Apple is Stifling the Competition

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A few months ago when Sony released their latest generation ebook readers, they also announced that they’d be releasing a Sony reader app for Apple iOS devices.  This surprised me for a couple of reasons.  First, Sony is a hardware company that produces ebook readers, so they only have the ebookstore to support their hardware.  (Just the opposite of Amazon, in other words.)  Second, the app for another hardware platform indicated to me that Sony intended to support their ebookstore.  This made me happy because I have bought literally hundreds of books from the Sony ebookstore, and I wanted to know I’d have something to read them on should the Sony ebook readers fade away from the marketplace.  I’ve been waiting for several months now, and the messages announcing the upcoming app seemed to be less vague.  A release date was announced, then extended

My hopes were raised recently when Sony announced the availability of the Android version of the reader app.  They promised the iPhone/iPod version would be available soon.  I checked daily to see if the the Apple version was ready.  Yesterday, I was thrilled to see their announcement page had changed – until I read what it said.

It seems Apple has tired of companies selling things without Apple getting their cut of the profits.  To prevent paying Apple 30% of the selling price for their books, Amazon didn’t sell books in the Kindle app.  Instead, you were switched to a webpage to search the bookstore and purchase books, then you went back to the Kindle app and downloaded the book.  Apparently Sony was planning a similar approach – purchase the books outside the app, then download them.   Sony announced that Apple had not approved their reader app. They are apparently trying to reach an “equitable resolution but reached an impasse at this time”.

So, there will be no Sony reader app for us for now.  I wonder what this new approach will mean for the Kindle app on Apple iOS devices?

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4 thoughts on “Apple is Stifling the Competition”

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  2. T. Smythe Richbourg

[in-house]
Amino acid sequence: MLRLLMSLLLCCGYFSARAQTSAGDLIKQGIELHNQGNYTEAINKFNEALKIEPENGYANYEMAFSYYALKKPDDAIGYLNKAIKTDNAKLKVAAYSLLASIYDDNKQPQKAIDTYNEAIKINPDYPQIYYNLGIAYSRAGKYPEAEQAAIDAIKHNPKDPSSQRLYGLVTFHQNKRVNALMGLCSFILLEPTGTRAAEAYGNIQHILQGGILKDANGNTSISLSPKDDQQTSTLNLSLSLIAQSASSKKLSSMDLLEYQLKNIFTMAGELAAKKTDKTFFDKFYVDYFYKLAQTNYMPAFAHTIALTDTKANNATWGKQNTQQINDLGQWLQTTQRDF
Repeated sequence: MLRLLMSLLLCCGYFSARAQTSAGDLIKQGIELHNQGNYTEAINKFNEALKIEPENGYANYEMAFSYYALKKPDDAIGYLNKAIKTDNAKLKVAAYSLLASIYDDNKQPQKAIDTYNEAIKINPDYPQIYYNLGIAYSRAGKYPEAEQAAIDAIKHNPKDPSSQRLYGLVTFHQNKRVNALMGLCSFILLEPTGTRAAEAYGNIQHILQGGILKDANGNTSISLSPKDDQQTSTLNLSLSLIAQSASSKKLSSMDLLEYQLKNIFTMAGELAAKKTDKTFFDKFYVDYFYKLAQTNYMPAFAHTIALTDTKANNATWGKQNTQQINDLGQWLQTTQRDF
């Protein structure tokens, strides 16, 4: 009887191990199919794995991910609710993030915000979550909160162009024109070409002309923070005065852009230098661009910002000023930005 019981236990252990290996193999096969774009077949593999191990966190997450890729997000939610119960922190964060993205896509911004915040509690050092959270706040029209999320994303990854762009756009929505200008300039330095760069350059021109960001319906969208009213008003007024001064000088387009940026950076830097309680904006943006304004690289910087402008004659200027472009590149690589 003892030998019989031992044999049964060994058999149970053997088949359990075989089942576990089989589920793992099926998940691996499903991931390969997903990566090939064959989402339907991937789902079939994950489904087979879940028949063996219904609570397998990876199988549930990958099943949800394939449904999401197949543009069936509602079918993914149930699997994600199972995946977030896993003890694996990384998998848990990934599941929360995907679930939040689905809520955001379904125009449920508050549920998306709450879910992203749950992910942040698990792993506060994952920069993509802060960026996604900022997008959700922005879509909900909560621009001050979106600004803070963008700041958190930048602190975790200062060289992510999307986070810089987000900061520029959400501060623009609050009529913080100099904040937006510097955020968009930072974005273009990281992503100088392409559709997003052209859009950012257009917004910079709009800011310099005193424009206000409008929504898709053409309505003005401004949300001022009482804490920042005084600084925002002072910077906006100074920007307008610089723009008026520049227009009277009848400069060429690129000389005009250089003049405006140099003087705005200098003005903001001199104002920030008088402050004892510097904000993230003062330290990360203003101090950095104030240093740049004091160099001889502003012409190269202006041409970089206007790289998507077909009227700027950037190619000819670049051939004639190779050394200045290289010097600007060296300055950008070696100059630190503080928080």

Don’t be so hasty in assigning full blame to Apple. SONY said they tried to put in the ability to “purchas(e) new content as is possible on other mobile platforms”. Apple clearly states in their developer guidelines (which SONY agreed to by downloading the SDK) that no app will be allowed to have it’s own store, so this is a clear violation of the rules. If you’re going to play in someone’s game, you have to agree to their rules. Using banned equipment or drugs in sports will get you banned from the game, yet no one blames the stadium owners or the league for the violation. It’s in the rulebook. Players agree to play by the rules.

    Many apps get rejected for their first few submissions, and developers have found that they can grab headlines by whining about it, rather than trying to fit into the guidelines. Over time, the ones who tweak their apps to allow for the rules get on the store, and make money. Others stomp off and pout and wait for another platform to come along, crying foul the whole time. The Gadget press, being quick to speculate, assumes the worst and blames Apple, rather than asking the questions they should:

    1) Did you try submitting it without a built-in store function? (There’s a “Store” button in the picture of the app on the SONY announcement page. I would reject it right away, just seeing that button.)

    2) Did they ask the reason for the rejection and get any advice as to how to conform to the rules?

    3) Did they try to leverage code from their existing apps on other platforms, without modification for the iOS user interface?

    4) Were they trying to capture user information without asking through the OS? Capturing user information must be channeled through the OS, to prevent apps from gathering it without the user’s consent, control or clear understanding.

    5) Were they wanting to sell titles that have been labeled for adults without going through the iOS ratings? If I want to block certain content from my device, (as a parent, or just as a user), I want to use the built-in restrictions, not have to monitor each app’s non-standard (or non-existent) method of doing so.

    In the end, they have chosen to participate in the iOS app ecosystem. That carries certain requirements and responsibilities. William Wordsworth (who wrote extensively within the narrow framework of the sonnet poetic structure) said it well in “Nuns Fret Not at Their Convent’s Narrow Room”

    “…In truth the prison, into which we doom
    Ourselves, no prison is…”

    If you agree to the rules of play, don’t complain about them once the game’s in progress. Instead, make use of the framework provided, and spend your time maximizing the features allowed. Exploit the existing rules, if you want access to the credit cards of iPad users. You may find it a very cozy place to work.

  3. I don’t know who to trust least here. Both Sony and Apple are well known for anti-competitive behavior. Since this is all about greed, and not functionality, I would have to say, “a pox on both their houses”.

  4. I’d imagine T.S.R.’s response would be different if this was Microsoft not allowing Apple to release iTunes for Windows because it has a built-in store.

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